Trusses tend to rise and fall with temperature and humidity... which is a common reason that crown moulding pops loose with the seasons. If there is an area that is especially problematic, you could see the top edge could be nailed better (installers often do not nail small cabinet crown moulding to the ceiling)
... or like marksr mentioned... you could use a polyurethane sealant... they are usually oil based and must be tooled with paint thinner and they take longer to cure than latex caulks. So if you use an oil based polyurethane you might have to wait a week after caulking to repaint.
 
  #13  
Old 12-14-17, 02:30 AM
M
Forum Topic Moderator
Join Date: Mar 2005
Location: USA - N.E.Tn
Posts: 48,097
Received 398 Votes on 354 Posts
The 3006 caulk is what I normally use. While I've not used much of it the Big Stretch has a good rep and is probably what I'd use if available. A polyurethane caulk normally works the best but the paint stores around here don't always have it in stock. Even the best caulks can only stretch so much.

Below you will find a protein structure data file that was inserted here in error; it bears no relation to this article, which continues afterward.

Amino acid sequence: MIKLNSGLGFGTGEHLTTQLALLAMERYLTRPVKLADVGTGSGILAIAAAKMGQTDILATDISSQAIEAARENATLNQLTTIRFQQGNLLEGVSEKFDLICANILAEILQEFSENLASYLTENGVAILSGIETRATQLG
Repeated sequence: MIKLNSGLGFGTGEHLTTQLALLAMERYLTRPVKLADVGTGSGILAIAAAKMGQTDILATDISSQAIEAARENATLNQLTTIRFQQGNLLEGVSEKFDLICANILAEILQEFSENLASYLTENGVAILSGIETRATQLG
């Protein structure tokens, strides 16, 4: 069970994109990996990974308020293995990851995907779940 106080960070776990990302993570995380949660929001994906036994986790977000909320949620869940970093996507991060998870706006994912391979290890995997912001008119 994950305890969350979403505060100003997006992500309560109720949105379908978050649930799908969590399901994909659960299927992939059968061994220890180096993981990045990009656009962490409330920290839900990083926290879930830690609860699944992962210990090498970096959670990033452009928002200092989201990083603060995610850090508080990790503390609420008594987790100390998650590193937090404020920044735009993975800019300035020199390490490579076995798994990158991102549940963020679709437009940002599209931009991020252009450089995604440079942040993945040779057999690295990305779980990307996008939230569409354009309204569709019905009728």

#14  
Old 12-14-17, 08:22 AM
Marq1's Avatar
Member
Join Date: Sep 2016
Location: USA MI
Posts: 7,306
Received 489 Votes on 453 Posts
Just be aware, caulking only will not solve the problem, it needs to be securely held in place.

BTW, I always use DOW, never had issues so I would not go too far out of your way for something else!
 
  #15  
Old 12-14-17, 08:58 AM
yardnut's Avatar
Member
Thread Starter
Join Date: May 2002
Location: USA
Posts: 535
Received 7 Votes on 6 Posts